Surgeons remove a body part and insert a steel implant into the stump of the leftover bone. A prosthetic can attach to that implanted piece. When used for a leg amputation, this procedure can enable the leg and hip bones to absorb weight bearing instead of the soft tissue left behind, so standing and walking feel more natural to the patient.
During rotationplasty, which might be a choice for some patients with a tumor in bone or soft tissue, surgeons remove the part of the limb where the cancer is, and any healthy tissue below the tumor is turned around and re-attached.
For example, if cancer surgery requires amputation of the person’s knee, the bone and tissue of the ankle on that leg may still be healthy. A rotationplasty can rotate the lower leg and re-connect it so that what was the ankle joint becomes a substitution for the knee.
Successful rotationplasty can allow some patients to use a prosthetic lower leg, and enjoy mobility and even participation in activities and sports.
The Osseointegration Clinic at Johns Hopkins
The Johns Hopkins Hospital is one of the few places in the U.S. that offers osseointegration procedures, with expertise spanning the gamut of care from evaluation to rehabilitation. Working together, experts in orthopaedics, plastic surgery, prosthetics, rehabilitation, physical and occupational therapy, and mental health work with patients facing amputations of the thigh, leg or arm, including those with double (both limbs) amputations.
Healing and Wound Care After Amputation
Whether or not you plan to use a prosthetic, the healing process and a customized rehabilitation plan can provide you with the best chance to resume your life activities.
The post-amputation stump must be kept bandaged, clean and dry until the stitches (sutures) can be removed. You and your doctor will check the surgical site for any areas that are open or not healing.
When the initial bandaging comes off, the doctor may offer a compression device called a shrinker sock to prevent swelling in the stump as the blood vessels heal. This process helps prepare the stump for a prosthesis if using one is part of your plan. You typically start wearing it for a short time, ensuring it does not pinch the skin, and gradually build up to wearing it 23 hours per day.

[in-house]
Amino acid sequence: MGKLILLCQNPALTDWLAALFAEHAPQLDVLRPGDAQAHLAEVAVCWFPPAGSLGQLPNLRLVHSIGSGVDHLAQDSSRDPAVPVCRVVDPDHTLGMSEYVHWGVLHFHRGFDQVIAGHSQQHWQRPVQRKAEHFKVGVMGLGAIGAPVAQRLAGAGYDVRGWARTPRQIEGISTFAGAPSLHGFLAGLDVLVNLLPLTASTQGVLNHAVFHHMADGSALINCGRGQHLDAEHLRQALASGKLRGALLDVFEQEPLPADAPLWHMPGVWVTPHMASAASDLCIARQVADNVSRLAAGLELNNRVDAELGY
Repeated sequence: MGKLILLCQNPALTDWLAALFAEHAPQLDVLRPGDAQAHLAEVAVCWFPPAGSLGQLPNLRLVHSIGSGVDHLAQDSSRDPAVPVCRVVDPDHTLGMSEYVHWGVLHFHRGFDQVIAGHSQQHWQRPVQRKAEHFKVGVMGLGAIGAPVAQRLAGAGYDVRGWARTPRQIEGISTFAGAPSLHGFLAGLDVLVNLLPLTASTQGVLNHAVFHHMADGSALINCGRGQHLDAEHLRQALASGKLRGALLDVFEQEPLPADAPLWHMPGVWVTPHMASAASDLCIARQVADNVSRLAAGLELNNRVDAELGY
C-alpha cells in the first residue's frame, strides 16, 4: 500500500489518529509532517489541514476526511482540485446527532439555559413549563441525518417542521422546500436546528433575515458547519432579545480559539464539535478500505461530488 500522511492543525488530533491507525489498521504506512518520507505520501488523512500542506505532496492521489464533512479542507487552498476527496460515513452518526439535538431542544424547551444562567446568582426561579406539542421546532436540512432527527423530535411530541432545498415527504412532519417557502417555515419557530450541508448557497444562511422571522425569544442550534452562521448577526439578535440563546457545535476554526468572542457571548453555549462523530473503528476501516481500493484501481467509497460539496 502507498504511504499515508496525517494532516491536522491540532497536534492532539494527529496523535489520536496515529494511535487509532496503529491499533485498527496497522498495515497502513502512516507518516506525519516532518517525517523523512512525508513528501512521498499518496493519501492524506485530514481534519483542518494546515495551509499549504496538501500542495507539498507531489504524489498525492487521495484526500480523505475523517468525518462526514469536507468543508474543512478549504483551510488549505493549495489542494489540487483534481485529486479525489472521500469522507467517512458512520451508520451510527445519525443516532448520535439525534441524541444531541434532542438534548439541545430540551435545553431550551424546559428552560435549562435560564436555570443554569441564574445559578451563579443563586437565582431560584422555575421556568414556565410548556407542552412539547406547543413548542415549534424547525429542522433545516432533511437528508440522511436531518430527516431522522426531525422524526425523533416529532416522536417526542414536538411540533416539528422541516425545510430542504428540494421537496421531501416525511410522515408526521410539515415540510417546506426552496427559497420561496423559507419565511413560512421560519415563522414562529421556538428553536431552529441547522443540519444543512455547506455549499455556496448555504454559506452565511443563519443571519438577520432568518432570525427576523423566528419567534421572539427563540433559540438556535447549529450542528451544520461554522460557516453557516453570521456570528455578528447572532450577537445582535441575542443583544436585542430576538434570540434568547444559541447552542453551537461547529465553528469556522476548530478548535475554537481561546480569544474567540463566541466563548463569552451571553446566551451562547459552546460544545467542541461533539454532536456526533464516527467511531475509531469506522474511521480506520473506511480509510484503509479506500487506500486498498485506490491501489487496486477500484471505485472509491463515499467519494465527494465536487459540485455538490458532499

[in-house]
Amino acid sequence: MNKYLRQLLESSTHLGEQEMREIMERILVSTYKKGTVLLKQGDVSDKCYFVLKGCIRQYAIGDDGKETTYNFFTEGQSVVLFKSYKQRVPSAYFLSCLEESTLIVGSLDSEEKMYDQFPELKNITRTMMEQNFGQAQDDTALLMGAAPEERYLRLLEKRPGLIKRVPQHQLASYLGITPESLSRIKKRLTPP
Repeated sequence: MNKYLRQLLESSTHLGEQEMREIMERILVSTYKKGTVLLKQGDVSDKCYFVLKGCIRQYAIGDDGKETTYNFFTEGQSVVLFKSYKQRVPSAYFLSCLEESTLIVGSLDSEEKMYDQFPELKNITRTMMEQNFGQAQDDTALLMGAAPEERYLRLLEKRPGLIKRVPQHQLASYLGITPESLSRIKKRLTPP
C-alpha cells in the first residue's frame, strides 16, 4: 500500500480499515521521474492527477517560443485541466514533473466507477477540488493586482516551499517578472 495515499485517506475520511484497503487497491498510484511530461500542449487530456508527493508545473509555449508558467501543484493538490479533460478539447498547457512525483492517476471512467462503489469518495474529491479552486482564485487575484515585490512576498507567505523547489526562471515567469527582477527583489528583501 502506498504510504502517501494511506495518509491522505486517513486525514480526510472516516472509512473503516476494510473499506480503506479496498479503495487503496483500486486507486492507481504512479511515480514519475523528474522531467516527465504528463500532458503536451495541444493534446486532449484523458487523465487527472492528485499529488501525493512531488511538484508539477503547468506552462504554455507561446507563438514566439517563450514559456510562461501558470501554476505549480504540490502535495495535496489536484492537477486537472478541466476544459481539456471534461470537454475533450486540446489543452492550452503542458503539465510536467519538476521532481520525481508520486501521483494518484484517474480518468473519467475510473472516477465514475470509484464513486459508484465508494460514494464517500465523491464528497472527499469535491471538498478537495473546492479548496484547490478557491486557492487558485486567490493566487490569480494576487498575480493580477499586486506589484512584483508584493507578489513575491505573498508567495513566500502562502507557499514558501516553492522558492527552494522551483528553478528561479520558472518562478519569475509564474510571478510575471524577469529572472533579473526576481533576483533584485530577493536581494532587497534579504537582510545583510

Phantom Limb and Other Post-Amputation Sensory Issues
Phantom limb sensations and phantom pain are almost universal in people who undergo an amputation. Though the cause is not yet fully understood, it may be that after amputation, the remaining nerve connections in the spinal cord and brain “remember” the body part, and can cause a compelling sensation that it is still there (phantom limb syndrome) or severe pain (phantom pain syndrome). These symptoms can be very distressing.
The surgeon can take steps during the amputation surgery to address the nerves that carry sensations back to the brain that affect pain and phantom sensations. These steps do not eliminate the problems but can reduce the overall risk of them happening and the extent to which they occur. The nerve procedures may also be performed later for patients who have already had an amputation and are still experiencing severe nerve pain.
Fall Risk After Amputation
In the early part of their recovery, patients who have lost a foot or leg are at risk for falling. This is especially likely if they try to get out of bed at night and forget that the amputation has occurred. These falls can be serious, and can cause further damage to the surgical site that requires additional care — perhaps more surgery. Placing a walker or wheelchair next to the bed can remind you not to attempt standing and walking without assistance.
Rehabilitative therapy and exercises performed while looking in a mirror can help the patient adapt to the loss of the limb and avoid falling.
Pain Control After Amputation
Uncontrolled pain can be a complication of any surgery, and the amputation team works hard to make sure pain is manageable. Pain control regimens may begin before surgery if possible. A peripheral nerve block might be necessary to control pain and phantom limb sensations.